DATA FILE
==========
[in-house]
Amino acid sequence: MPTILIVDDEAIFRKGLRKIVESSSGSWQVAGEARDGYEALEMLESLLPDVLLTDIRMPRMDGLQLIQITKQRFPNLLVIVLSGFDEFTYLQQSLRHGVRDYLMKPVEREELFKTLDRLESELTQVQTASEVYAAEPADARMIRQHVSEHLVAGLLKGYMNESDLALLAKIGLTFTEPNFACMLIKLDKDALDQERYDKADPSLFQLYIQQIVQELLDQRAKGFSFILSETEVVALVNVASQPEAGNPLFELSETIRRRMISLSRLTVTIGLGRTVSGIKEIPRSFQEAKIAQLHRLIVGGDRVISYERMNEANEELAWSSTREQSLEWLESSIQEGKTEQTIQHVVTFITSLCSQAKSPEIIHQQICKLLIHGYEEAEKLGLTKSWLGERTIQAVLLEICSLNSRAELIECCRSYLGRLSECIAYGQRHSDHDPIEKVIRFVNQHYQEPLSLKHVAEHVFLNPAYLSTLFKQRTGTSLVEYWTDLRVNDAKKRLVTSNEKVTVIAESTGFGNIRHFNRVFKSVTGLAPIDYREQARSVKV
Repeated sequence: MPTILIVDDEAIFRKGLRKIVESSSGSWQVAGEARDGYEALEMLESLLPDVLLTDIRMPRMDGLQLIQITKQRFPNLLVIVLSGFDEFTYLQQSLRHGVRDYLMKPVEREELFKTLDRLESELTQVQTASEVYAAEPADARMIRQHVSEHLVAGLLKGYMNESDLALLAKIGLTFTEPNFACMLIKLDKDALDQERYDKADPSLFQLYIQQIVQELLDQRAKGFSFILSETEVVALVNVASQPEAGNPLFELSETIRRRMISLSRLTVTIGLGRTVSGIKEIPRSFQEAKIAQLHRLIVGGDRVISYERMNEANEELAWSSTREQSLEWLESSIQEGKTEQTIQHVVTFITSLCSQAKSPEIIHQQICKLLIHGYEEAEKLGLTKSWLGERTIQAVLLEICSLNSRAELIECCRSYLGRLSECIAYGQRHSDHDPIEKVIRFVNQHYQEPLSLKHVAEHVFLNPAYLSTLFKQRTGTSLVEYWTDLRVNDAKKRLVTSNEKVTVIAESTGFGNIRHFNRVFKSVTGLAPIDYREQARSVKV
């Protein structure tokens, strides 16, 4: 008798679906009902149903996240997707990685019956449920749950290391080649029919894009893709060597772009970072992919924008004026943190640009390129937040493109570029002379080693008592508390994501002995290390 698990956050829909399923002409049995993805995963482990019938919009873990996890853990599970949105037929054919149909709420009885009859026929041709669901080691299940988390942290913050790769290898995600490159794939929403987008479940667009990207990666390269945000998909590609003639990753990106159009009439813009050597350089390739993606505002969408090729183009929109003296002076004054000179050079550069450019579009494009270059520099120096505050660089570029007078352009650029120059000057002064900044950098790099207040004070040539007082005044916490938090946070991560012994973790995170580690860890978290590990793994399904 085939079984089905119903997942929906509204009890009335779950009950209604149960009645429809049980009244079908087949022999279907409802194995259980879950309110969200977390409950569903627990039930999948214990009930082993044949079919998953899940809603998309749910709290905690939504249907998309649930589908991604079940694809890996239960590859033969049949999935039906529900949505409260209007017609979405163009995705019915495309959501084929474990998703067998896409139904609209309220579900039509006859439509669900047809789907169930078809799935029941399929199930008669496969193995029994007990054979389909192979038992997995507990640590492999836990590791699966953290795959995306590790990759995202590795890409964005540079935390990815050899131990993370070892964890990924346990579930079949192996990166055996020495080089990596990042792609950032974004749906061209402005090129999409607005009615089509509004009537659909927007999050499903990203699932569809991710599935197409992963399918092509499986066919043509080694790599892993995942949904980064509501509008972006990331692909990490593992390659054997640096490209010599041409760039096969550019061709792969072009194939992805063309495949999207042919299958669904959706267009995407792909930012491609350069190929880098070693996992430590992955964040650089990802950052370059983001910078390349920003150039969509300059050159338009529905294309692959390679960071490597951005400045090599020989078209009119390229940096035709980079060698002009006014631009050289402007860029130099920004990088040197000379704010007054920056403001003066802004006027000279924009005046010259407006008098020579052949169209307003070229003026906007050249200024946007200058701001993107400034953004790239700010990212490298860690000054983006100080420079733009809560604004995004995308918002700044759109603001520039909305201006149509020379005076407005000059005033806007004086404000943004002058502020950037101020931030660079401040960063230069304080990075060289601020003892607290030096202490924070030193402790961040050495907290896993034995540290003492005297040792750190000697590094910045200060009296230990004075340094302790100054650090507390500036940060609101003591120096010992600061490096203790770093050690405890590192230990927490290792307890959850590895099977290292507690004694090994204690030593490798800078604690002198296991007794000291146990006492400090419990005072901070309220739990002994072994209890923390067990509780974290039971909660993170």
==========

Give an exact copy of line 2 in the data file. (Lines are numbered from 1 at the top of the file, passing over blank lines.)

Amino acid sequence: MPTILIVDDEAIFRKGLRKIVESSSGSWQVAGEARDGYEALEMLESLLPDVLLTDIRMPRMDGLQLIQITKQRFPNLLVIVLSGFDEFTYLQQSLRHGVRDYLMKPVEREELFKTLDRLESELTQVQTASEVYAAEPADARMIRQHVSEHLVAGLLKGYMNESDLALLAKIGLTFTEPNFACMLIKLDKDALDQERYDKADPSLFQLYIQQIVQELLDQRAKGFSFILSETEVVALVNVASQPEAGNPLFELSETIRRRMISLSRLTVTIGLGRTVSGIKEIPRSFQEAKIAQLHRLIVGGDRVISYERMNEANEELAWSSTREQSLEWLESSIQEGKTEQTIQHVVTFITSLCSQAKSPEIIHQQICKLLIHGYEEAEKLGLTKSWLGERTIQAVLLEICSLNSRAELIECCRSYLGRLSECIAYGQRHSDHDPIEKVIRFVNQHYQEPLSLKHVAEHVFLNPAYLSTLFKQRTGTSLVEYWTDLRVNDAKKRLVTSNEKVTVIAESTGFGNIRHFNRVFKSVTGLAPIDYREQARSVKV